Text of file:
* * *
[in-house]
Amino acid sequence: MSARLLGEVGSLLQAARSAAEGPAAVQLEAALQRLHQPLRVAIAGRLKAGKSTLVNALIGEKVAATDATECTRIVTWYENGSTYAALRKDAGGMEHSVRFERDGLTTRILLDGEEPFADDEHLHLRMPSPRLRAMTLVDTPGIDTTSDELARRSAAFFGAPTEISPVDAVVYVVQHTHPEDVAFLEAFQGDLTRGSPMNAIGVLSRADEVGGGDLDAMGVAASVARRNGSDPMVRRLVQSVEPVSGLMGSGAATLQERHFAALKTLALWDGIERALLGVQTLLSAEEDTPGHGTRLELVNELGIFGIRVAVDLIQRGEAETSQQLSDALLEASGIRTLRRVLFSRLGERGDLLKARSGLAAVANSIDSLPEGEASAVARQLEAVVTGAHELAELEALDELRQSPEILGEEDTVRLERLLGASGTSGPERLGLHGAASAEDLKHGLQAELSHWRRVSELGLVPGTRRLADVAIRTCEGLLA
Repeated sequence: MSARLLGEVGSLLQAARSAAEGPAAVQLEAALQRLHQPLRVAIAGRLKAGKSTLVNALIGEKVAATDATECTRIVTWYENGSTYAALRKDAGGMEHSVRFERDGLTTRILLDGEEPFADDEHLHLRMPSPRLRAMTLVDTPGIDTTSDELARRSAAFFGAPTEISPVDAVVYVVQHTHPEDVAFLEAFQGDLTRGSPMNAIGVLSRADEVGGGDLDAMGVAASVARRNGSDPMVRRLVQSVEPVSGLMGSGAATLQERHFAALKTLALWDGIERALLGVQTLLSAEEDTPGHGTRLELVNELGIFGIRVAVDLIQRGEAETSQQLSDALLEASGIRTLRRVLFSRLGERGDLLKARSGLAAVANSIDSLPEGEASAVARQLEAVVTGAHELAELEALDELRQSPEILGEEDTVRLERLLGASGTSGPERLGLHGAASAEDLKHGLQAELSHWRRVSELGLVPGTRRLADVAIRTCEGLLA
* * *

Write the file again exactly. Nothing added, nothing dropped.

[in-house]
Amino acid sequence: MSARLLGEVGSLLQAARSAAEGPAAVQLEAALQRLHQPLRVAIAGRLKAGKSTLVNALIGEKVAATDATECTRIVTWYENGSTYAALRKDAGGMEHSVRFERDGLTTRILLDGEEPFADDEHLHLRMPSPRLRAMTLVDTPGIDTTSDELARRSAAFFGAPTEISPVDAVVYVVQHTHPEDVAFLEAFQGDLTRGSPMNAIGVLSRADEVGGGDLDAMGVAASVARRNGSDPMVRRLVQSVEPVSGLMGSGAATLQERHFAALKTLALWDGIERALLGVQTLLSAEEDTPGHGTRLELVNELGIFGIRVAVDLIQRGEAETSQQLSDALLEASGIRTLRRVLFSRLGERGDLLKARSGLAAVANSIDSLPEGEASAVARQLEAVVTGAHELAELEALDELRQSPEILGEEDTVRLERLLGASGTSGPERLGLHGAASAEDLKHGLQAELSHWRRVSELGLVPGTRRLADVAIRTCEGLLA
Repeated sequence: MSARLLGEVGSLLQAARSAAEGPAAVQLEAALQRLHQPLRVAIAGRLKAGKSTLVNALIGEKVAATDATECTRIVTWYENGSTYAALRKDAGGMEHSVRFERDGLTTRILLDGEEPFADDEHLHLRMPSPRLRAMTLVDTPGIDTTSDELARRSAAFFGAPTEISPVDAVVYVVQHTHPEDVAFLEAFQGDLTRGSPMNAIGVLSRADEVGGGDLDAMGVAASVARRNGSDPMVRRLVQSVEPVSGLMGSGAATLQERHFAALKTLALWDGIERALLGVQTLLSAEEDTPGHGTRLELVNELGIFGIRVAVDLIQRGEAETSQQLSDALLEASGIRTLRRVLFSRLGERGDLLKARSGLAAVANSIDSLPEGEASAVARQLEAVVTGAHELAELEALDELRQSPEILGEEDTVRLERLLGASGTSGPERLGLHGAASAEDLKHGLQAELSHWRRVSELGLVPGTRRLADVAIRTCEGLLA